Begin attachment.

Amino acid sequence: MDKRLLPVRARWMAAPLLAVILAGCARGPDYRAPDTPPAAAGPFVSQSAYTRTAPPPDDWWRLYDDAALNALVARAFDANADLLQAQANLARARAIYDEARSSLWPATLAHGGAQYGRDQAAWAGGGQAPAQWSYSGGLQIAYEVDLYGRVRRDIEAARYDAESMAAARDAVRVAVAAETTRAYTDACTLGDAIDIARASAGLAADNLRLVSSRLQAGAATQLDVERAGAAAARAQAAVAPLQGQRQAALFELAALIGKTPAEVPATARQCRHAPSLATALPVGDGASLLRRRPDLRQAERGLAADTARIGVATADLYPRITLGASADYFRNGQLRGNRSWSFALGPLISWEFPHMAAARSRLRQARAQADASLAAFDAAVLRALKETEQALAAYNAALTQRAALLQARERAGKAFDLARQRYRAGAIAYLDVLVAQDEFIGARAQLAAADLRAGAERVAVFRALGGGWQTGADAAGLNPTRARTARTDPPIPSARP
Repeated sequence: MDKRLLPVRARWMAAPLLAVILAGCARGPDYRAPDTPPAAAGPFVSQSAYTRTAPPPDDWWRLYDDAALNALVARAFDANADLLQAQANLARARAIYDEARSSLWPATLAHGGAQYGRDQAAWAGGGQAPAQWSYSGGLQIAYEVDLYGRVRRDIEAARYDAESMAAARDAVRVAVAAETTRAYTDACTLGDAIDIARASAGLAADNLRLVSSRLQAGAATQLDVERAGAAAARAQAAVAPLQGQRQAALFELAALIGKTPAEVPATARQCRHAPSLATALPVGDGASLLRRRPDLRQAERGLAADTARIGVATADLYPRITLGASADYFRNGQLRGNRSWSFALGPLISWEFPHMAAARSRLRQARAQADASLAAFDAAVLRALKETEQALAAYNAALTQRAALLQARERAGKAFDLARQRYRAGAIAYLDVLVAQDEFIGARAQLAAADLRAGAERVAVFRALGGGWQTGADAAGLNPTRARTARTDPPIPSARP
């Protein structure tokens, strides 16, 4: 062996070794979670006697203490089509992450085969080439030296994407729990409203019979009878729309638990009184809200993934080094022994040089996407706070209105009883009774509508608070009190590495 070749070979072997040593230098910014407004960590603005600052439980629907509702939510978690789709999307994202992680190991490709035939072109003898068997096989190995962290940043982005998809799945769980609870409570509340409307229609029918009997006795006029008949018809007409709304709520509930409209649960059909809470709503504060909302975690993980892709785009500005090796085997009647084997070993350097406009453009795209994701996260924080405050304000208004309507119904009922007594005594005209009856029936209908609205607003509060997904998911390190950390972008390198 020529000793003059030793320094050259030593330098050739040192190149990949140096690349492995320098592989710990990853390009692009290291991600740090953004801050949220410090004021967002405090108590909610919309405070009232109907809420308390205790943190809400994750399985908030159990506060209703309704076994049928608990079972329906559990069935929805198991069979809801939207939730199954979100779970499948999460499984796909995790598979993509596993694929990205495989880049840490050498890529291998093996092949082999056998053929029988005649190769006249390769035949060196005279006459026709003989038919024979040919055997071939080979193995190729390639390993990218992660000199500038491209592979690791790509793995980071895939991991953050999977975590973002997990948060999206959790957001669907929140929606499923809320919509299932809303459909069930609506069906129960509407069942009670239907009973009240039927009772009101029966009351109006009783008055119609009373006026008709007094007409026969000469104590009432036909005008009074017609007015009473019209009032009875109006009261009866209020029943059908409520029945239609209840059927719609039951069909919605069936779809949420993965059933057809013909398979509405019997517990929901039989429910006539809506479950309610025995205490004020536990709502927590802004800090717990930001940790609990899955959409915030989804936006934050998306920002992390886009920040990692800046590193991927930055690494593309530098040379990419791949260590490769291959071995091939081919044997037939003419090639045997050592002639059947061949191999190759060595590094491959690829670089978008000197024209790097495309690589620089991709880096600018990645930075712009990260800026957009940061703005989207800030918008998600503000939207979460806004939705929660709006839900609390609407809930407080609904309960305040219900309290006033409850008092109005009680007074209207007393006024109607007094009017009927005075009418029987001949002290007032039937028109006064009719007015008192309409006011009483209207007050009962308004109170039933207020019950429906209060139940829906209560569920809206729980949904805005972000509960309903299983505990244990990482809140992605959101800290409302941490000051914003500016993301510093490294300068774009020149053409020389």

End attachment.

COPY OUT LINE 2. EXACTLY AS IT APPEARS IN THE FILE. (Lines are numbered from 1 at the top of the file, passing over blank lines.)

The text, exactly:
Repeated sequence: MDKRLLPVRARWMAAPLLAVILAGCARGPDYRAPDTPPAAAGPFVSQSAYTRTAPPPDDWWRLYDDAALNALVARAFDANADLLQAQANLARARAIYDEARSSLWPATLAHGGAQYGRDQAAWAGGGQAPAQWSYSGGLQIAYEVDLYGRVRRDIEAARYDAESMAAARDAVRVAVAAETTRAYTDACTLGDAIDIARASAGLAADNLRLVSSRLQAGAATQLDVERAGAAAARAQAAVAPLQGQRQAALFELAALIGKTPAEVPATARQCRHAPSLATALPVGDGASLLRRRPDLRQAERGLAADTARIGVATADLYPRITLGASADYFRNGQLRGNRSWSFALGPLISWEFPHMAAARSRLRQARAQADASLAAFDAAVLRALKETEQALAAYNAALTQRAALLQARERAGKAFDLARQRYRAGAIAYLDVLVAQDEFIGARAQLAAADLRAGAERVAVFRALGGGWQTGADAAGLNPTRARTARTDPPIPSARP